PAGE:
UAE: Student gets accepted into 23 universities in the UK and US

The teenager has a long record of achievements in academics and research

Supplied photo
Supplied photo

A Staff Reporter

Published: Tue 5 Apr 2022, 5:28 PM

Last updated: Tue 5 Apr 2022, 10:49 PM

A Dubai College science student, who recently survived a life-threatening kidney transplant, has received acceptance offers from 23 prestigious universities in the UK and US.

Pritvik Sinhadc, a young researcher and author, has been accepted in California Institute of Technology (Caltech), Stanford, and several Ivy League universities such as Princeton, Columbia, University of Pennsylvania, Brown and Dartmouth.

Although he received several scholarships from some of the world’s top universities, the 17-year-old is currently taking his pick from Caltech, Stanford and Princeton. “I applied to all these universities because my parents were unsure where I’ll get in,” said Sinhadc.

“Caltech has always been my dream school, as it is a STEM research hub. However, I never expected to get in as it’s extremely selective and admits only around 25 to 50 international students from all over the world.”

“Most of my family members and friends told me that it would be a waste of time if I applied to Caltech. However, I applied and got in!”

Once Sinhadc makes a choice, he will be set to pursue his double major in Physics and Astrophysics, and a minor in Planetary Sciences and/or Mathematics starting from September 2022.

The teenager has a long record of achievements in academics and research.

He was only seven years old when he published his first non-fiction Palaeontology book “When Dinosaurs Roamed the Earth”. He released three other books, alongside several scientific journal articles, including a paper with ‘BEYOND: Centre for Fundamental Concepts in Science’, which will be published by ‘Nature Astronomy’ journal, and he also co-authored the NASA Astrobiology Primer to be published in the ‘Astrobiology’ journal.

While he was flying high in academics, on the other hand Sinhadc had to battle kidney failure, which required dialysis and multiple operations. He finally received a successful kidney transplant in 2020.


Beyond overcoming adversities, Sinhadc said getting into elite universities came down to one key factor: following his passion. “Many advised that my application might be adversely affected since US universities normally take in ‘holistic’ students, meaning I needed to play sport or get into music, dance or theatre.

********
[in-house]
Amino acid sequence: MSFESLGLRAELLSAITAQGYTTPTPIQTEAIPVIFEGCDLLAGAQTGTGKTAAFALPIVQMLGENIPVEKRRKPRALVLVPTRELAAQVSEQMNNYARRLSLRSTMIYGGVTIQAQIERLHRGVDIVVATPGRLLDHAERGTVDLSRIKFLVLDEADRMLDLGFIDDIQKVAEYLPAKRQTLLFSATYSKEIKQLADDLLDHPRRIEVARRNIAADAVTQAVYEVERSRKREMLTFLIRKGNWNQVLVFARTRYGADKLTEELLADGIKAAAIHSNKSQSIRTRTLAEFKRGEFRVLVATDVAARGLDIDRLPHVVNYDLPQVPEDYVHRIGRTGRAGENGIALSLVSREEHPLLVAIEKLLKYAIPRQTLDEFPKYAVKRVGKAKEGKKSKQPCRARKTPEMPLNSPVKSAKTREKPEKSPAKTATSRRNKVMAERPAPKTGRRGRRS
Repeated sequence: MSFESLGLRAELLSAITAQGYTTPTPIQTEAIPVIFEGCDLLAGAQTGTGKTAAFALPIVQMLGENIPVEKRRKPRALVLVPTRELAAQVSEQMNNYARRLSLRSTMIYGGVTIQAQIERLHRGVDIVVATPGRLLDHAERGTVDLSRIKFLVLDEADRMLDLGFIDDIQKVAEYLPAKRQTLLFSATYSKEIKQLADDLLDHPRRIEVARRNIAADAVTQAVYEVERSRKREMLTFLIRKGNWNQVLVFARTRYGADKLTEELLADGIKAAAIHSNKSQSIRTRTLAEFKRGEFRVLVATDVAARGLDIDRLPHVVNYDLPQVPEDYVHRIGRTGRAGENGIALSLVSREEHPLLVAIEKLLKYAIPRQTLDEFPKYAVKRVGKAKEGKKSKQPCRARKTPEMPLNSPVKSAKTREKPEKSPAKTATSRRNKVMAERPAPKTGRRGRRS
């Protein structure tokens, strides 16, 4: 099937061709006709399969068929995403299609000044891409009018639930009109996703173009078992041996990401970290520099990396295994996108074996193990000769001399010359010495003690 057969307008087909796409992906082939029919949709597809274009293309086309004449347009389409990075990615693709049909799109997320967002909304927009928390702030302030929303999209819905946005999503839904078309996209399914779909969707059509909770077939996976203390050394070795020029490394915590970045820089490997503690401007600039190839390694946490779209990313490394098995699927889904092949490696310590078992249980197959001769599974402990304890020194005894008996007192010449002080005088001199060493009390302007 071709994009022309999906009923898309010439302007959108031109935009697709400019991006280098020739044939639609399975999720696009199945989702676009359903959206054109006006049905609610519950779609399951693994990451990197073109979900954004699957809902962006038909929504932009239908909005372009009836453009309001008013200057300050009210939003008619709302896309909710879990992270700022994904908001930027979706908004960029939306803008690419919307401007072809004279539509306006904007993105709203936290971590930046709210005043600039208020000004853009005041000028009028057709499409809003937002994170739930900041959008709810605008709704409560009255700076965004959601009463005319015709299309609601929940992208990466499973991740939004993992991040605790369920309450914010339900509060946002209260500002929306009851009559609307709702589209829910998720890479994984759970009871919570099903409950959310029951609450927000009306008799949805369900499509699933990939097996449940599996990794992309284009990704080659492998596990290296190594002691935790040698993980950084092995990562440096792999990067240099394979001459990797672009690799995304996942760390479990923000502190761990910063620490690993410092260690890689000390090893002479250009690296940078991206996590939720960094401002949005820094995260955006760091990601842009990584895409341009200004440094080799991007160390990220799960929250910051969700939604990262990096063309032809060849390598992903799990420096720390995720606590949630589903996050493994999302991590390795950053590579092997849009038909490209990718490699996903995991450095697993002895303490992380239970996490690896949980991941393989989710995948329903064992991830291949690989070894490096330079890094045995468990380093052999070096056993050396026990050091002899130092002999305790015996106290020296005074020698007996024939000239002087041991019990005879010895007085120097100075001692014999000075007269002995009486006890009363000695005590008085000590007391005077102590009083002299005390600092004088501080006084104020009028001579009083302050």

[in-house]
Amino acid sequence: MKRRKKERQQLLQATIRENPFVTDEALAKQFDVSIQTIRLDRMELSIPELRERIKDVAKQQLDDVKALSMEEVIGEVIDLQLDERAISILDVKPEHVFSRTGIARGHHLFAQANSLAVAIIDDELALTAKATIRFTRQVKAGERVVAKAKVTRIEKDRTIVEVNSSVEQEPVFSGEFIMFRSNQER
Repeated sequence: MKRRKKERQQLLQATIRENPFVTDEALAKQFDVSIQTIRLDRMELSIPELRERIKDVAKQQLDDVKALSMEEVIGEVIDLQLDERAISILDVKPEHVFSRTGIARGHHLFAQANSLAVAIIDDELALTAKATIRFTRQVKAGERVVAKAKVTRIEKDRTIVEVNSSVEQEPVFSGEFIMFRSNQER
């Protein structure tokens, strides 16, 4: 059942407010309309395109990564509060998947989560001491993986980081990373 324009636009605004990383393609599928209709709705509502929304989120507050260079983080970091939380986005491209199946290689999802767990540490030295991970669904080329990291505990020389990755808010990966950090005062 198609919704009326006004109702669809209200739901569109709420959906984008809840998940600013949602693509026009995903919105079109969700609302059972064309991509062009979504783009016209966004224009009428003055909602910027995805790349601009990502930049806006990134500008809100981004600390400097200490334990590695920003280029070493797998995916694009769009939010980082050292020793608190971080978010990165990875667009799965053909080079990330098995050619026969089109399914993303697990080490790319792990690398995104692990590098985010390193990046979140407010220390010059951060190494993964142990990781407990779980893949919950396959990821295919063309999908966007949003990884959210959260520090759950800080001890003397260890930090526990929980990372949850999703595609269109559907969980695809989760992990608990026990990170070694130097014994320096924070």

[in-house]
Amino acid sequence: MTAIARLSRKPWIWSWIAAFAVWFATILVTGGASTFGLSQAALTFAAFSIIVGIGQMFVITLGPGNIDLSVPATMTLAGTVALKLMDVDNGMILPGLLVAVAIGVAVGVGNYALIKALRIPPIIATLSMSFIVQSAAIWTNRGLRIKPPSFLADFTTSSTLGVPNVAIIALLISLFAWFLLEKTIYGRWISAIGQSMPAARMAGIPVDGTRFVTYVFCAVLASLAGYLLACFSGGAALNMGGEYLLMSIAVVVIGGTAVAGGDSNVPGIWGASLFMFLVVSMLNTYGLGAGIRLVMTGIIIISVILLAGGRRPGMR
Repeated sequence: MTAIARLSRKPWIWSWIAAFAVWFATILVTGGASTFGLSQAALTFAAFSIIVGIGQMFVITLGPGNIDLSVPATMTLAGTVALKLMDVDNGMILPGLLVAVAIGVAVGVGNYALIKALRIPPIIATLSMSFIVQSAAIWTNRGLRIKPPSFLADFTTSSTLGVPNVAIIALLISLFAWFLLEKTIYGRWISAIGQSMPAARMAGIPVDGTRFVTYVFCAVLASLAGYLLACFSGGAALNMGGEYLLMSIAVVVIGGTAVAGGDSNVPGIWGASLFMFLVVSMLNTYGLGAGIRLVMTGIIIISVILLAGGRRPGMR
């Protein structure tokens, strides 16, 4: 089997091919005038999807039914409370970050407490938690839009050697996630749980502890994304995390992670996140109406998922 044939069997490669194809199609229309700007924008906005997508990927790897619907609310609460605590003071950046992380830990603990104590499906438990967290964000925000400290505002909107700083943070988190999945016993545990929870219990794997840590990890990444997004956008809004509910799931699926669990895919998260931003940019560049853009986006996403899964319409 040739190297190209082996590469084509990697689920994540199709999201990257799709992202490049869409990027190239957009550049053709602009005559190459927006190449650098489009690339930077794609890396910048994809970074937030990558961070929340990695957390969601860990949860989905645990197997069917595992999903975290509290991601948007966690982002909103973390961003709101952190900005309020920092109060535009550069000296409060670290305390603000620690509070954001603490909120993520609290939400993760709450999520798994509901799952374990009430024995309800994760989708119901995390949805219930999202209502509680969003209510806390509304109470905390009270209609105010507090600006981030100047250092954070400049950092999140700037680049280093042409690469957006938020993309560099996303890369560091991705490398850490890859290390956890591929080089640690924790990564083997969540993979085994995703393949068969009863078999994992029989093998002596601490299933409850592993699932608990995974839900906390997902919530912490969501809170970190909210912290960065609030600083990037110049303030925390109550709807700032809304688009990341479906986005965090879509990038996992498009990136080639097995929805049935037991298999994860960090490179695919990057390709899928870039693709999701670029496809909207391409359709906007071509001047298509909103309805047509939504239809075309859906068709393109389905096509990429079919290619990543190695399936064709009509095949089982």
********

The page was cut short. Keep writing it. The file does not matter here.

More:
“My passion was not holistic. It was pure research,” said Sinhadc.

Sinhadc’s core advice to others trying to get through the complex application process at these varsities is to “be absolutely yourself.”

“I have had my share of stress, but the one thing that I have not compromised on is my ‘own voice’. No one knows you better than ‘you’ and this is what counts.

“No acceptance or rejection should define who you are and what you can achieve in life. Respectfully take everyone’s opinions, but be confident in letting the admission officers know only your thoughts, your own story, in ‘your own style’.”


With ambitions to become a scientist and establish a research institute that “benefits the world”, Sinhadc received a handful of scholarships, including a renewable $33,500 (Dh123,000) annual Regents’ and Chancellor’s Scholarship from UC Berkeley, a renewable stipend of $14,500 (Dh53,000) per year from Arizona State University, and a Rabi Scholar from Columbia University.

Going to Caltech or Stanford or Princeton would mean falling back on Rise, a global scholarship and mentorship programme he won for his project ‘Network Theory Models of Mass Extinctions’, to fund his education.

However, he is adamant to take on paid internships, part-time jobs or other scholarships to earn additional financial support to save the Rise funding for his entrepreneurial and research venture.

“I am very determined and strong in my decisions and with Rise as my support, I will surely get there,” said Sinhadc.

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